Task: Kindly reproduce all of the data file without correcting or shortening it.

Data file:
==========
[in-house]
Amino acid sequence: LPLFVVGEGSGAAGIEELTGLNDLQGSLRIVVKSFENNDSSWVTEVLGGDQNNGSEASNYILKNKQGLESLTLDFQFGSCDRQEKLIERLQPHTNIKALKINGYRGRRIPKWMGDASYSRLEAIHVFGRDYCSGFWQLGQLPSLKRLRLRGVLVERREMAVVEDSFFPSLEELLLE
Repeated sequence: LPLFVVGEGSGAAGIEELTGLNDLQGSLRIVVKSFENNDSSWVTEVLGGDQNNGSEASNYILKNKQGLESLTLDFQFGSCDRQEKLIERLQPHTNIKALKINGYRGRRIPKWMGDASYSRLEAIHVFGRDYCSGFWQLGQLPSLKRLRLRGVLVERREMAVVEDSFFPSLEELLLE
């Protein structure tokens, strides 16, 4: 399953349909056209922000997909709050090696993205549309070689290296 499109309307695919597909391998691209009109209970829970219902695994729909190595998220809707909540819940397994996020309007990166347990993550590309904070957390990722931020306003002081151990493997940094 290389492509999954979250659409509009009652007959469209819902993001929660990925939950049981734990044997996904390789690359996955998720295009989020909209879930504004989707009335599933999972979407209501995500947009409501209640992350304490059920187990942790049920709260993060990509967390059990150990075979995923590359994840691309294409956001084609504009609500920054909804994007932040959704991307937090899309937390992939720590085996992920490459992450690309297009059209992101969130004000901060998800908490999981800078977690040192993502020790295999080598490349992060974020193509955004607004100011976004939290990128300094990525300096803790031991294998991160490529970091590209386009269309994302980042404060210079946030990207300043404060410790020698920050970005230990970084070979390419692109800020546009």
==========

[in-house]
Amino acid sequence: LPLFVVGEGSGAAGIEELTGLNDLQGSLRIVVKSFENNDSSWVTEVLGGDQNNGSEASNYILKNKQGLESLTLDFQFGSCDRQEKLIERLQPHTNIKALKINGYRGRRIPKWMGDASYSRLEAIHVFGRDYCSGFWQLGQLPSLKRLRLRGVLVERREMAVVEDSFFPSLEELLLE
Repeated sequence: LPLFVVGEGSGAAGIEELTGLNDLQGSLRIVVKSFENNDSSWVTEVLGGDQNNGSEASNYILKNKQGLESLTLDFQFGSCDRQEKLIERLQPHTNIKALKINGYRGRRIPKWMGDASYSRLEAIHVFGRDYCSGFWQLGQLPSLKRLRLRGVLVERREMAVVEDSFFPSLEELLLE
């Protein structure tokens, strides 16, 4: 399953349909056209922000997909709050090696993205549309070689290296 499109309307695919597909391998691209009109209970829970219902695994729909190595998220809707909540819940397994996020309007990166347990993550590309904070957390990722931020306003002081151990493997940094 290389492509999954979250659409509009009652007959469209819902993001929660990925939950049981734990044997996904390789690359996955998720295009989020909209879930504004989707009335599933999972979407209501995500947009409501209640992350304490059920187990942790049920709260993060990509967390059990150990075979995923590359994840691309294409956001084609504009609500920054909804994007932040959704991307937090899309937390992939720590085996992920490459992450690309297009059209992101969130004000901060998800908490999981800078977690040192993502020790295999080598490349992060974020193509955004607004100011976004939290990128300094990525300096803790031991294998991160490529970091590209386009269309994302980042404060210079946030990207300043404060410790020698920050970005230990970084070979390419692109800020546009």